We Urgently Need to Find a Replacement for King Coal’s Disappearing Jobs
The story of Appalachia is central to the story of America.
And this American story is currently in jeopardy.
When we consider what it means to be American, what it is to achieve the American Dream, we can look to Appalachia as an embodiment of these values.
For decades, Appalachia’s story has been the story of coal – communities centered around powering the nation.
Yet over the last several years, the story has turned to that of coal’s inevitable decline. As we move beyond coal, we cannot ignore coal’s impacts on our communities, nor the importance of building a just path forward for a vibrant Appalachia.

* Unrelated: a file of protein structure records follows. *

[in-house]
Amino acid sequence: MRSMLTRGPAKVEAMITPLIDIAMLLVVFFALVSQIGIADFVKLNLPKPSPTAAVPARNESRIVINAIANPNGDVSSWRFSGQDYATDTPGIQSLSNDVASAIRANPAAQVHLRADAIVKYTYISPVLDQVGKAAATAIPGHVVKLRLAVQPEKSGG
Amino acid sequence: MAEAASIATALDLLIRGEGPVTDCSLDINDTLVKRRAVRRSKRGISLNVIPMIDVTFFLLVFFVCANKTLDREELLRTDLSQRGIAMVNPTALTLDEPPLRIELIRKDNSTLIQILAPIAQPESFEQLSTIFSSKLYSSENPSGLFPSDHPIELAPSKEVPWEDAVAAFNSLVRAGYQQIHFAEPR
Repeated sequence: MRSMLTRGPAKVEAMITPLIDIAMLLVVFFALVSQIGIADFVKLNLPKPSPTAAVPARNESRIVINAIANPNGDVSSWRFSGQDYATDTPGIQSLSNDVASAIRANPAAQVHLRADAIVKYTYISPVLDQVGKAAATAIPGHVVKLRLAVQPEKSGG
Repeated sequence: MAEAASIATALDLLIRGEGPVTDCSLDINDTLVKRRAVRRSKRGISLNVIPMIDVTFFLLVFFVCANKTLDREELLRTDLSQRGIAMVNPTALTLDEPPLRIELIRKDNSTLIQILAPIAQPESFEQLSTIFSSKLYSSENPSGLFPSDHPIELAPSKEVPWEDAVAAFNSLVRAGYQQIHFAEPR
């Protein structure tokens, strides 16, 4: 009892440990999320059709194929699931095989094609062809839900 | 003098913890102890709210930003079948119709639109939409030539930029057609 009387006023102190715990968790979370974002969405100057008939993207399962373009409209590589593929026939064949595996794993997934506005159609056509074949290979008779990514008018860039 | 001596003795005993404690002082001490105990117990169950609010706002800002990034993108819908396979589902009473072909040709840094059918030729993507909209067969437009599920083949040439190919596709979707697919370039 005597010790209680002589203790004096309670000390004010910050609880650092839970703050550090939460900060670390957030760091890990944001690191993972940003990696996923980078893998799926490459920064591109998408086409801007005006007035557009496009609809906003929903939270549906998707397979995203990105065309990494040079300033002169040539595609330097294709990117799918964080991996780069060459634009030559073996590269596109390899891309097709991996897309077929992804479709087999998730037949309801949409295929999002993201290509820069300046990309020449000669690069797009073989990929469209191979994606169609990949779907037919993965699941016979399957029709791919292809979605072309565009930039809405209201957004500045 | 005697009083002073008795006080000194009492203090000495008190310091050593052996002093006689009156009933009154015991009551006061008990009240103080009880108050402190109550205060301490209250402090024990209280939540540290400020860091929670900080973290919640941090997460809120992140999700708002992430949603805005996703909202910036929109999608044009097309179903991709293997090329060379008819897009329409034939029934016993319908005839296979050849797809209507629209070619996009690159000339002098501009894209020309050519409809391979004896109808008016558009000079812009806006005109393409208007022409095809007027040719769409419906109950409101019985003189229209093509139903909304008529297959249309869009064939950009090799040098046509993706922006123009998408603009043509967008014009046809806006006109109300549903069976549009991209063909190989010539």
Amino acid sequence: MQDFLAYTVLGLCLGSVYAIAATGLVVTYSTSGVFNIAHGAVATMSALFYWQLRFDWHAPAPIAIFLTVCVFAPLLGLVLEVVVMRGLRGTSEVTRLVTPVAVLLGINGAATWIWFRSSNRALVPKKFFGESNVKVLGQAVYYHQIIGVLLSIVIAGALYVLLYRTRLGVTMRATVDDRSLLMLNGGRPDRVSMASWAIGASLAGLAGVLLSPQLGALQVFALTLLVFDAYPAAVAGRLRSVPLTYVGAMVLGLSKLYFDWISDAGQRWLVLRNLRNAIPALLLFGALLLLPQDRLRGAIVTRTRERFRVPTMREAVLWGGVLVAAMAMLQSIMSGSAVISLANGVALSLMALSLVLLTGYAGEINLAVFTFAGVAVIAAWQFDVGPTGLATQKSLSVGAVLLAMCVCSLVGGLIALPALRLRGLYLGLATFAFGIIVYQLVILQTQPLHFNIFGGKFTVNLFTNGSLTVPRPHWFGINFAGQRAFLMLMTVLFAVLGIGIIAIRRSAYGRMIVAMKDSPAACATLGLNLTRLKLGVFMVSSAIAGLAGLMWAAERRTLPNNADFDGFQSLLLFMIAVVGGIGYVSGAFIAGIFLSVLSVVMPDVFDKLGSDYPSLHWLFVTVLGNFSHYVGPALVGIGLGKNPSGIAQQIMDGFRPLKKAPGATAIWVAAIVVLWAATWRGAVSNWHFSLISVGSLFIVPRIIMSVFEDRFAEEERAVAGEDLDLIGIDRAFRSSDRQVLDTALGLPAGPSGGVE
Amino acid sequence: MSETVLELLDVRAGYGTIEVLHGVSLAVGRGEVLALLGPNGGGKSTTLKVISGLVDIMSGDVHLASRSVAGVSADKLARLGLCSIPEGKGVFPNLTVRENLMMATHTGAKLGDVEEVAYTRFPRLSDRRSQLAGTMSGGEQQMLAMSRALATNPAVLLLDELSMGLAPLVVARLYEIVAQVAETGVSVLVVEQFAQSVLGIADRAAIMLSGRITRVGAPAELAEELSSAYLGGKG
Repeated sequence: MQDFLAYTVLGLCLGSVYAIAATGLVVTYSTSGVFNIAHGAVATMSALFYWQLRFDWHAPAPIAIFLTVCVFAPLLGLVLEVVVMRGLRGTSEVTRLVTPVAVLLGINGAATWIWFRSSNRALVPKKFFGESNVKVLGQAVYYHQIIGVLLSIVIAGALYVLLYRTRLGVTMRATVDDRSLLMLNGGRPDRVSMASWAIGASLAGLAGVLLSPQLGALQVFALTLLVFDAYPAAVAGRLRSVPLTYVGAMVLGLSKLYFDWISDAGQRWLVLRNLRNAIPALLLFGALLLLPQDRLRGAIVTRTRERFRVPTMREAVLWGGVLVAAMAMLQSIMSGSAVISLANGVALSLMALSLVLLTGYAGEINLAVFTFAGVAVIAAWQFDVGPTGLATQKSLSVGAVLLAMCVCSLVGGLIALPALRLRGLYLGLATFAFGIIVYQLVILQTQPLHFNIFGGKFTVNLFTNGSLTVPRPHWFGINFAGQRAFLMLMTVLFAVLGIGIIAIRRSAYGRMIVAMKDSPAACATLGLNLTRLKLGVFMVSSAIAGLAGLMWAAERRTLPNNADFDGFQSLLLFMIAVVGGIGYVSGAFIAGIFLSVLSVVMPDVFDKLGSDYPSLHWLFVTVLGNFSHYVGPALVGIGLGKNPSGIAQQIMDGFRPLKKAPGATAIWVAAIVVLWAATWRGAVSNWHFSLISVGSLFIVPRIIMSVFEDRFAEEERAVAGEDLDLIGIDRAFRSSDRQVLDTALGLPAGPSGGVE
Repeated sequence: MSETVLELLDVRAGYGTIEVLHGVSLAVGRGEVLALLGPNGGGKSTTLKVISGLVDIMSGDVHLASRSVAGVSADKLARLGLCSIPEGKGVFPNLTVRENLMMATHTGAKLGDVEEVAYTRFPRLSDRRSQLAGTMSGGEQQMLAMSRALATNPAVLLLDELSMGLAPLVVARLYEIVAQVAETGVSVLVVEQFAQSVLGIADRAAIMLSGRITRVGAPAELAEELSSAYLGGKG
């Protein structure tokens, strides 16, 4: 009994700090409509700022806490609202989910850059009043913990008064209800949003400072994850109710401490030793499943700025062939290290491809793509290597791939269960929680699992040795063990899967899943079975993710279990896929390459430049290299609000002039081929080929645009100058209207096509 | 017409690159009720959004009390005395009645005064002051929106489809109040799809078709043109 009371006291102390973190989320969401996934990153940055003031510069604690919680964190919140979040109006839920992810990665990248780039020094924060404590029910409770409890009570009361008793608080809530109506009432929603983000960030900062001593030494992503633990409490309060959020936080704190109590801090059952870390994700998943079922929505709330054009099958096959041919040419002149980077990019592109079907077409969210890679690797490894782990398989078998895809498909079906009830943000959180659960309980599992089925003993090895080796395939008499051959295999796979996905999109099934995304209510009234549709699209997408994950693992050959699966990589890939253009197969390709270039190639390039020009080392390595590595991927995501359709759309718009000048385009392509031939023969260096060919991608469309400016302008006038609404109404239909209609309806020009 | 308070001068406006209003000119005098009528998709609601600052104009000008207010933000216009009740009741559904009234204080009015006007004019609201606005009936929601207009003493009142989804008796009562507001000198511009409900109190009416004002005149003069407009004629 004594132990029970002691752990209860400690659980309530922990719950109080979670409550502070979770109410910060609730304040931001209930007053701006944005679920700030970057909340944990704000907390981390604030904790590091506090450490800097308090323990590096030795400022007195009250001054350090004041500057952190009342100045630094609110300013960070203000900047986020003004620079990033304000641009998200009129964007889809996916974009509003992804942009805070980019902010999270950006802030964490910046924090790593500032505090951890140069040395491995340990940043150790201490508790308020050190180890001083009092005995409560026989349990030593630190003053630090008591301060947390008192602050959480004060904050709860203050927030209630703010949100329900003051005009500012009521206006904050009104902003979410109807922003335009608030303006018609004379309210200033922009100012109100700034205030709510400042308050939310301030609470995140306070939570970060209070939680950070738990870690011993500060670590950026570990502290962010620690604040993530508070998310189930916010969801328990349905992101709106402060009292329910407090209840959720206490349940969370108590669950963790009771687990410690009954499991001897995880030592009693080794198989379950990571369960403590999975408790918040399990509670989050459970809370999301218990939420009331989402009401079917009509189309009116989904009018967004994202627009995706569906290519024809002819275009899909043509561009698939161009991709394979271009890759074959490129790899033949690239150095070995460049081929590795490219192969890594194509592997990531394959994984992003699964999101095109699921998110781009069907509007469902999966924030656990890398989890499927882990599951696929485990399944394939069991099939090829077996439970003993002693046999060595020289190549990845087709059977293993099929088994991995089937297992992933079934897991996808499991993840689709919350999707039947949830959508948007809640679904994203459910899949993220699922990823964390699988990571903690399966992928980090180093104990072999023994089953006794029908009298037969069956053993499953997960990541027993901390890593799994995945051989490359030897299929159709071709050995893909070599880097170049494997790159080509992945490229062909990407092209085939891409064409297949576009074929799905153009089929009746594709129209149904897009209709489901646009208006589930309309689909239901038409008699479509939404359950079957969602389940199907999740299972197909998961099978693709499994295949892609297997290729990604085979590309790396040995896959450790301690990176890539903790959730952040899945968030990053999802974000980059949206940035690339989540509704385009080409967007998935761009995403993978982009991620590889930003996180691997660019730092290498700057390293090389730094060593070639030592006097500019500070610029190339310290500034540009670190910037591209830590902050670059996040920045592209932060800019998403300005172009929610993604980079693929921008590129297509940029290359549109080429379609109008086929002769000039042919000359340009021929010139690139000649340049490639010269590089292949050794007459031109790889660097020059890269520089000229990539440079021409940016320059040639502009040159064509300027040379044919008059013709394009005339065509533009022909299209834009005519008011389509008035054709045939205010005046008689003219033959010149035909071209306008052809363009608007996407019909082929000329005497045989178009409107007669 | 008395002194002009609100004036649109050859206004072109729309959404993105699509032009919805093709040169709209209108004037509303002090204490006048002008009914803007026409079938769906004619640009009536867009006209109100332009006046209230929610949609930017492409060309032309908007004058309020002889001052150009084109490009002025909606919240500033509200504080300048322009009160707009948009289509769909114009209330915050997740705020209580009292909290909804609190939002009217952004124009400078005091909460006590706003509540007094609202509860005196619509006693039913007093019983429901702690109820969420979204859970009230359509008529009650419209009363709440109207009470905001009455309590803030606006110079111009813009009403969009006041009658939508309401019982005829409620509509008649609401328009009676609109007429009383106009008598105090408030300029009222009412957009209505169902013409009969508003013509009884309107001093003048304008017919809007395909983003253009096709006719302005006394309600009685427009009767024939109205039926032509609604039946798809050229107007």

The effects of coal’s decline reverberate through our whole economy. Like all parts of America, Appalachia is full of smart, energetic people who want to work, succeed, and contribute to their communities. But when their economies are inextricably linked to a dying industry, they are left with no place to apply that talent and resourcefulness.
In West Virginia, we have the lowest labor force participation rate and some of the highest poverty and unemployment rates in the nation.
On top of this generational story of struggle, we’re becoming painfully aware of a modern reality: the coal industry will never again be the economic engine it once was.
According to the Bureau of Labor Statistics there were 228,569 coal jobs nationwide in 1980, 131,306 in 1990, 71,522 in 2000, and all the way down to 53,420 in 2016. Many of the jobs that do remain have moved out west and away from Appalachia.
You couldn’t even fill WVU’s Mountaineer Stadium with 53,420 people. Coal’s decline is not something we celebrate here in Appalachia, but it is a reality we can’t ignore.